Coloring the World Orange

Coloring the World Orange

             Some cultures regard Orange as a sacred color because it balances red’s power and yellow’s perfection.


Orange elicits strong, positive feelings of excitement while also signaling against danger. It’s atmosphere of freshness and warmth is connected to nature and changing seasons.


Monks and holy men in some Asian religions, like Buddhism, wear orange robes because that dye has been readily available historically. Buddhists also connect orange to the highest state of illumination. 

  Color influences our entire lives- whether it be the burning colors of the setting sun, the flash of someone’s eyes, or the ambience of a mood-lit room, we are affected by color and its powerful presence


Aristotle developed the first known theory of color believing it was sent by God from heaven through celestial rays of light. He suggested that all colors came from white and black (lightness and darkness) and related them to the four elements – water, air, earth, and fire. Aristotle’s beliefs on color were widely held for over 2000 years until being replaced by those of Newton. In the 1660s, English physicist and mathematician Isaac Newton began a series of experiments with sunlight and prisms. He demonstrated that clear white light was composed of seven visible colors.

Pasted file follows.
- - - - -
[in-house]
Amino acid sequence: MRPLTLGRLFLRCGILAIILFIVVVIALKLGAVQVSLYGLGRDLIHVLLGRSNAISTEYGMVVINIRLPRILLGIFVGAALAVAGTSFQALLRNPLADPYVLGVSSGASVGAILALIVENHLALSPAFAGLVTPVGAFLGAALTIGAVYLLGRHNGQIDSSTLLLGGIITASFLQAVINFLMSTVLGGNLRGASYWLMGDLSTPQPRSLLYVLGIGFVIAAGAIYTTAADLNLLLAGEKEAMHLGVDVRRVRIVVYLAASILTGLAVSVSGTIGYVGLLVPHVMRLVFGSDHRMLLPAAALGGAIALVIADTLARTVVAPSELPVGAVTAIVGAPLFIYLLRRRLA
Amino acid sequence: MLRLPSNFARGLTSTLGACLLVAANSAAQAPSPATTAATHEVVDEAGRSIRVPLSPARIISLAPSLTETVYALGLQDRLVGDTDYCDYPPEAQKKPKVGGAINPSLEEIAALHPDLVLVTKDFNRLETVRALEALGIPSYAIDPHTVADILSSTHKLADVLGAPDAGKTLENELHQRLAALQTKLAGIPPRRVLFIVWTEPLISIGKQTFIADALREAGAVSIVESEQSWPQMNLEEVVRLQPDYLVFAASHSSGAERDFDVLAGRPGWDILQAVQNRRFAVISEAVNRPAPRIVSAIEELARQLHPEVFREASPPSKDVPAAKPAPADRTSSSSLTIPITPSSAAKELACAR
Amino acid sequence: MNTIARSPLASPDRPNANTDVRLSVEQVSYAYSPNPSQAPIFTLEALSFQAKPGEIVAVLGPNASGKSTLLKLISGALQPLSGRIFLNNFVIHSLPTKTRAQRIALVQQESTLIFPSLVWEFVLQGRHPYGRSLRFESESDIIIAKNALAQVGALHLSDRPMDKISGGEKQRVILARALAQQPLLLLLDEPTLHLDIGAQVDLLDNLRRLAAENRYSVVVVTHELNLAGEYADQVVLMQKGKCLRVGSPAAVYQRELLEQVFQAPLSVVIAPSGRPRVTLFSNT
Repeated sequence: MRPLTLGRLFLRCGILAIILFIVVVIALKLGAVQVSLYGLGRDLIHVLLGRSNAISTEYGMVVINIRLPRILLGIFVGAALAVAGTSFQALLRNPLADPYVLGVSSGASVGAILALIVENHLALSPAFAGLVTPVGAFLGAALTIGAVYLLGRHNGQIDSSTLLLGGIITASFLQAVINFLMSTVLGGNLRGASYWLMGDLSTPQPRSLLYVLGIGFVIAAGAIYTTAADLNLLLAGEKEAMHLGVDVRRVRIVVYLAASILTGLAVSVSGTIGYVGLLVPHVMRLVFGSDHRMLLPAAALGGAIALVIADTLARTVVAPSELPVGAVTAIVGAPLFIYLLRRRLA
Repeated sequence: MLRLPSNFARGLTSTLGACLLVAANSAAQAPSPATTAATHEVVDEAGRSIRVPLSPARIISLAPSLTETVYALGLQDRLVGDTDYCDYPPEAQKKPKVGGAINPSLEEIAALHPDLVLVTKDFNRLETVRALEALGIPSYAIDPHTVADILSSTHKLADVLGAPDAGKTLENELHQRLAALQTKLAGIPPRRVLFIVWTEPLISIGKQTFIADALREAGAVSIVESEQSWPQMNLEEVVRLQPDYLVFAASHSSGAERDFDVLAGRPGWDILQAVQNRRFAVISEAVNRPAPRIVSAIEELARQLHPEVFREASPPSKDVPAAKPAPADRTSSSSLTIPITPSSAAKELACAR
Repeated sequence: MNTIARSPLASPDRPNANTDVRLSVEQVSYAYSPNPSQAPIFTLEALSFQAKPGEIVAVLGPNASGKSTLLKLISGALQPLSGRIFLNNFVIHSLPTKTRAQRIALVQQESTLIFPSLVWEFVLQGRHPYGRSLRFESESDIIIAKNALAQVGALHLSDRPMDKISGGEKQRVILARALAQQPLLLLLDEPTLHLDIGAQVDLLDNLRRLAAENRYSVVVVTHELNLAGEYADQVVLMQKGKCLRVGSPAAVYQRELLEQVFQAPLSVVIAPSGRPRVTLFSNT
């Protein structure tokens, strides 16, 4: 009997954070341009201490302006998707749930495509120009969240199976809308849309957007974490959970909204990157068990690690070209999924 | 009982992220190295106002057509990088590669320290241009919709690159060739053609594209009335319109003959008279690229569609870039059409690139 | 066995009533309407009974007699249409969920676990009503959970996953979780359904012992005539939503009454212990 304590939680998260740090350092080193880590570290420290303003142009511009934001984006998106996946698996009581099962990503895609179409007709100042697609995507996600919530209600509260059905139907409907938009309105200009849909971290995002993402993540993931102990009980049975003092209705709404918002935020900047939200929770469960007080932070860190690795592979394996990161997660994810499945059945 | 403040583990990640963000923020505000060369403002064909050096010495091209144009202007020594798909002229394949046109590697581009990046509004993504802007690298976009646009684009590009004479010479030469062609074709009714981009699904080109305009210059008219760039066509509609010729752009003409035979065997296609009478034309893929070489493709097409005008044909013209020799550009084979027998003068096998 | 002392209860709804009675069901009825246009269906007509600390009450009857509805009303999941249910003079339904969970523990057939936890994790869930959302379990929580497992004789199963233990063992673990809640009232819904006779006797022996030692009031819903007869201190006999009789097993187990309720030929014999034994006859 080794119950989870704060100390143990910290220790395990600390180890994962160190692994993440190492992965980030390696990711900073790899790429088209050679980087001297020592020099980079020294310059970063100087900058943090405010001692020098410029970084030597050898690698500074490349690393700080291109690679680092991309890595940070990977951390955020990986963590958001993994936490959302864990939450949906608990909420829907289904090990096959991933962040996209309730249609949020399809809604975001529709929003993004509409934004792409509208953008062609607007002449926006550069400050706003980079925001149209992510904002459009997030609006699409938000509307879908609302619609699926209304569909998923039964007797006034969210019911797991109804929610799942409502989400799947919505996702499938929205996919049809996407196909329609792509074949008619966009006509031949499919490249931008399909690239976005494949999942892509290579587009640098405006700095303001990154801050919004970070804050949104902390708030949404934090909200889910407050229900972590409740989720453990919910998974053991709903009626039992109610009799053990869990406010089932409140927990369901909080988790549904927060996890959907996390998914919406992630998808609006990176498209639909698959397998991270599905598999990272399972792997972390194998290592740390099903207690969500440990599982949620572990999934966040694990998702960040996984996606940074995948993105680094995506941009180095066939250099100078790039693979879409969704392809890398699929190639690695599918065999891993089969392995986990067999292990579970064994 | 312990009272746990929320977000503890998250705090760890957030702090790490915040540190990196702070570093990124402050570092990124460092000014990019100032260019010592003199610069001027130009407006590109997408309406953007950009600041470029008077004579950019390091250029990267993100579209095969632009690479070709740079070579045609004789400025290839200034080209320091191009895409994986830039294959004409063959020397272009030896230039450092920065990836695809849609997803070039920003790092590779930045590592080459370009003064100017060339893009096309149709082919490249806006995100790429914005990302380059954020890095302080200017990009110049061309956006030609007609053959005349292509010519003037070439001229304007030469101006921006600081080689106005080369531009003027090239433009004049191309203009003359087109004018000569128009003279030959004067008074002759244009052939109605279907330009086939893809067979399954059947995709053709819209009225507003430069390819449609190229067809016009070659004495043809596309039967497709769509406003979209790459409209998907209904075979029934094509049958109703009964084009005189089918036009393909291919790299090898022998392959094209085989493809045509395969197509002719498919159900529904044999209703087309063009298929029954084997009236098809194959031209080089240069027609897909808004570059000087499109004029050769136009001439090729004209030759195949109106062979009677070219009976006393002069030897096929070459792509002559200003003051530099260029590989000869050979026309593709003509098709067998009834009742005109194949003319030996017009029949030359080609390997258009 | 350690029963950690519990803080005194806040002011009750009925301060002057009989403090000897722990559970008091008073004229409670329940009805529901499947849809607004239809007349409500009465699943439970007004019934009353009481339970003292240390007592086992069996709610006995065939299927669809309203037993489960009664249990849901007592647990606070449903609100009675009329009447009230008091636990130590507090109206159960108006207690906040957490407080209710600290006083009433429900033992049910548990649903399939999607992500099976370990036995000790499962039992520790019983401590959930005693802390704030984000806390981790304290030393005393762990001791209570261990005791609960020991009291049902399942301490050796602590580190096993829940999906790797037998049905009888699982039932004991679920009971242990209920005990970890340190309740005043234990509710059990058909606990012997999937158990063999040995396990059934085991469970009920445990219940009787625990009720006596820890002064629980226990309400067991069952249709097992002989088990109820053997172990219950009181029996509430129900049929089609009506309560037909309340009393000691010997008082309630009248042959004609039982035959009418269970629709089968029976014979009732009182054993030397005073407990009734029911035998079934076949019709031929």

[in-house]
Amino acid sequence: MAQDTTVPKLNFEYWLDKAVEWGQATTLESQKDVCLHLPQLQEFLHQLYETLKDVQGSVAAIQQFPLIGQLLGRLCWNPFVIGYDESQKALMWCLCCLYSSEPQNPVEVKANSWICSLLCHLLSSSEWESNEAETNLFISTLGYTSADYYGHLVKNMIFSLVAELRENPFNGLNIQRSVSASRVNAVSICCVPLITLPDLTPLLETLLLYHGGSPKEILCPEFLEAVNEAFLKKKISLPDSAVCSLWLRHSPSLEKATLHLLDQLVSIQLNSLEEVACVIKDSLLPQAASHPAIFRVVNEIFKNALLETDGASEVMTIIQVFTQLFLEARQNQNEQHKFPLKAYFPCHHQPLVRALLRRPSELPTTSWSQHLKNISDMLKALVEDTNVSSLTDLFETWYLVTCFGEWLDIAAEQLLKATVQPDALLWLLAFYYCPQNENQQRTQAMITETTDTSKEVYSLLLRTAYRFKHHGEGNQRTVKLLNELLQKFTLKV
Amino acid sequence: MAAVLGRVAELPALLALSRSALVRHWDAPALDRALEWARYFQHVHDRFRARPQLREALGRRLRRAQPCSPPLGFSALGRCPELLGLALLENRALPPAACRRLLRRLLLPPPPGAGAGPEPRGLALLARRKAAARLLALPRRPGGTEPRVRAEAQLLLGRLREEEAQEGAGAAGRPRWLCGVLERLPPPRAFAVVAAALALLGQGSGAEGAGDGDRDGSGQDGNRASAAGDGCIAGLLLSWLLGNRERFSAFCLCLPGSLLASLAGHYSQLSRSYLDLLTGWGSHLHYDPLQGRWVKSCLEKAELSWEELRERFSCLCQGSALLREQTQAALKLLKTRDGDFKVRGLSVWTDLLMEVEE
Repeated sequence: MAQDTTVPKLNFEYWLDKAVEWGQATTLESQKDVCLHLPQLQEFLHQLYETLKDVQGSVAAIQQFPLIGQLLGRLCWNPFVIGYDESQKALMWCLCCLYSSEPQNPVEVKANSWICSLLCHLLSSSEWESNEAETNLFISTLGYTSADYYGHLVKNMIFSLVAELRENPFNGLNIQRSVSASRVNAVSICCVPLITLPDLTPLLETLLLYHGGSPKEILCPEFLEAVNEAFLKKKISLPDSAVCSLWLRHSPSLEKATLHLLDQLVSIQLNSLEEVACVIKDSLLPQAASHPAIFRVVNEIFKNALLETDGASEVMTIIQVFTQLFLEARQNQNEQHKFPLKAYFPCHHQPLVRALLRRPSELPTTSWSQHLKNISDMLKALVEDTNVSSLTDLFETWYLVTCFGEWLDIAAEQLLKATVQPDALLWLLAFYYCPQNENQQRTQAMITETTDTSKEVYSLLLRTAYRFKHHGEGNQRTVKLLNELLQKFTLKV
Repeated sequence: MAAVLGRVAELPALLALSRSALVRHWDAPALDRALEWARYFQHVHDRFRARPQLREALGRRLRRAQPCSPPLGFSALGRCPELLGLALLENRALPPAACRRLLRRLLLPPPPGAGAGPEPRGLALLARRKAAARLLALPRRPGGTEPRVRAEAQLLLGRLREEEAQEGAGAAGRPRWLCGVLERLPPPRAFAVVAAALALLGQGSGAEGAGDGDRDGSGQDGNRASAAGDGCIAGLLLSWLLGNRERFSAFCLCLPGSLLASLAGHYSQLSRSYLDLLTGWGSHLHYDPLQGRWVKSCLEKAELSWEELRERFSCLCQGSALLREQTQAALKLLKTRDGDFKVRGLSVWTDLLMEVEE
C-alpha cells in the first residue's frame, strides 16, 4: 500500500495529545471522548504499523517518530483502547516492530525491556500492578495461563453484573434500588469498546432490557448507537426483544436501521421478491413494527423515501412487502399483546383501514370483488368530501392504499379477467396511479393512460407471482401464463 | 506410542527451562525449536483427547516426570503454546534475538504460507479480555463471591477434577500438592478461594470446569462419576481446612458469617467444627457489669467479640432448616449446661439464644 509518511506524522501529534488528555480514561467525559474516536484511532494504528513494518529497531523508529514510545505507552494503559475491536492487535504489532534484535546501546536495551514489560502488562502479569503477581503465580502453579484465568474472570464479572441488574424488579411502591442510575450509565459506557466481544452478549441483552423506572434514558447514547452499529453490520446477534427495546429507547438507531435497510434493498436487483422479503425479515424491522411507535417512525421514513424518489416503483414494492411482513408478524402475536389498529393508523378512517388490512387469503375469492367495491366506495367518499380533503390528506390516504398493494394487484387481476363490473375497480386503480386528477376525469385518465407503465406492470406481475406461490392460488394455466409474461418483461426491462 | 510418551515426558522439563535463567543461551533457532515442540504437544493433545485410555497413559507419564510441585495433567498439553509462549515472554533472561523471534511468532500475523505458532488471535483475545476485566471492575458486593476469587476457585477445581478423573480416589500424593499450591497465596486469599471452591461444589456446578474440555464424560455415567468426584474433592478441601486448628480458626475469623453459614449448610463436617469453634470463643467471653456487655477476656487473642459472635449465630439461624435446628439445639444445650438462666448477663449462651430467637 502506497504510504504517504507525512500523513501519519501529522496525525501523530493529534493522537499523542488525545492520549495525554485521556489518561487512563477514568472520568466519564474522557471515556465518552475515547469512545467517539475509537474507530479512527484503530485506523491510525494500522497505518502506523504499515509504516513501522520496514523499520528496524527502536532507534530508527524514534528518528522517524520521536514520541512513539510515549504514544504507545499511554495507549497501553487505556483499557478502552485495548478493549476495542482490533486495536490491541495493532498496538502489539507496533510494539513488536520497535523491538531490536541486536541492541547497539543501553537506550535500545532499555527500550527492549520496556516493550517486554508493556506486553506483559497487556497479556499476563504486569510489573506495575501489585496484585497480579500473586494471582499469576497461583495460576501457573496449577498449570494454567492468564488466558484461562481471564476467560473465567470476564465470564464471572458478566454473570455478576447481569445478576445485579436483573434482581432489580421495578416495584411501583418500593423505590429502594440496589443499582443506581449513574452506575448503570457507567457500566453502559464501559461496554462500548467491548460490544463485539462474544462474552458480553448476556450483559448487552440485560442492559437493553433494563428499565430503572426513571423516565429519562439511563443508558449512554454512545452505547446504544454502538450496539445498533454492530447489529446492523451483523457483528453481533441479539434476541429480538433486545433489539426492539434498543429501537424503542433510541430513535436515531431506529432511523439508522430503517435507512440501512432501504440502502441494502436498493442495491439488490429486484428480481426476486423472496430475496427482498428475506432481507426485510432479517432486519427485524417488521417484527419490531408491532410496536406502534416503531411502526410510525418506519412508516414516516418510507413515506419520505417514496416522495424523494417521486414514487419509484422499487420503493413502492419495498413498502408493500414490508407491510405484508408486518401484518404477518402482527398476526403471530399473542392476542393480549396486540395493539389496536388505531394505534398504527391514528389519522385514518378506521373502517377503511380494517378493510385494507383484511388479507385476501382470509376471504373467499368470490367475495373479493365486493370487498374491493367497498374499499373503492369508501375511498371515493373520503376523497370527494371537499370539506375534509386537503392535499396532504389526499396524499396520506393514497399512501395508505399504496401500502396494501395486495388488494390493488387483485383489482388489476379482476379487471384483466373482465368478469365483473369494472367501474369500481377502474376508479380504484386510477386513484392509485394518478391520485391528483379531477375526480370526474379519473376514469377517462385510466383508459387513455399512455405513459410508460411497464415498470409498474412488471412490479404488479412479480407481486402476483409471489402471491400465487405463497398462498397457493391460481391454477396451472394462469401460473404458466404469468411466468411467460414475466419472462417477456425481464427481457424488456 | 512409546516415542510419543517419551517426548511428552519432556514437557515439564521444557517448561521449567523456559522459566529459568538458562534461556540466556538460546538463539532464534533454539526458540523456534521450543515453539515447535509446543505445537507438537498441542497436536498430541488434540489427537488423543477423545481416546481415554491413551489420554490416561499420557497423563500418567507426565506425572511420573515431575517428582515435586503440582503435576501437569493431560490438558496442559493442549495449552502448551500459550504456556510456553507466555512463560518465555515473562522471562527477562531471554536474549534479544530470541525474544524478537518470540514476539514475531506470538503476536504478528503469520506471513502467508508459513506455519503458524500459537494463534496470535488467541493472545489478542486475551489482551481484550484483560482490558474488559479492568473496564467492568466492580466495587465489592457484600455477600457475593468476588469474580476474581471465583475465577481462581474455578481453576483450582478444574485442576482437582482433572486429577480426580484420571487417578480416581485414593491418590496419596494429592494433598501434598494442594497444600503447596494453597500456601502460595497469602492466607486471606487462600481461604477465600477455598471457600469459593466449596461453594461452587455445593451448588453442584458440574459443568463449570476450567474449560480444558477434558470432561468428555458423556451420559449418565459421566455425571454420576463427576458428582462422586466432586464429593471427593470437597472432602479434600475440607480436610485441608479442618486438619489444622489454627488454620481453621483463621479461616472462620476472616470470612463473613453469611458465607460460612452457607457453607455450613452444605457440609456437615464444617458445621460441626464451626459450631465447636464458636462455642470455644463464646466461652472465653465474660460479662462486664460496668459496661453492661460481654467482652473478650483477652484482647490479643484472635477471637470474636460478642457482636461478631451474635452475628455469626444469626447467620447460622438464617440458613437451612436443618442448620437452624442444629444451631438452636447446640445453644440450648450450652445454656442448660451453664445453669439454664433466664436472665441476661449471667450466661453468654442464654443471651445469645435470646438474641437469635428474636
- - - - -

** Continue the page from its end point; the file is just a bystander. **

The visible spectrum is the narrow portion within the electromagnetic spectrum that can be seen by the human eye. Other forms of electromagnetic radiation, waves of energy, that we cannot see include radio, gamma and microwaves. The cells in our eyes called cones are sensitive to the wavelengths found in the visible spectrum. They allow us to see the all the colors of the rainbow. In particular, black surfaces absorb all light, while white surfaces reflect all light.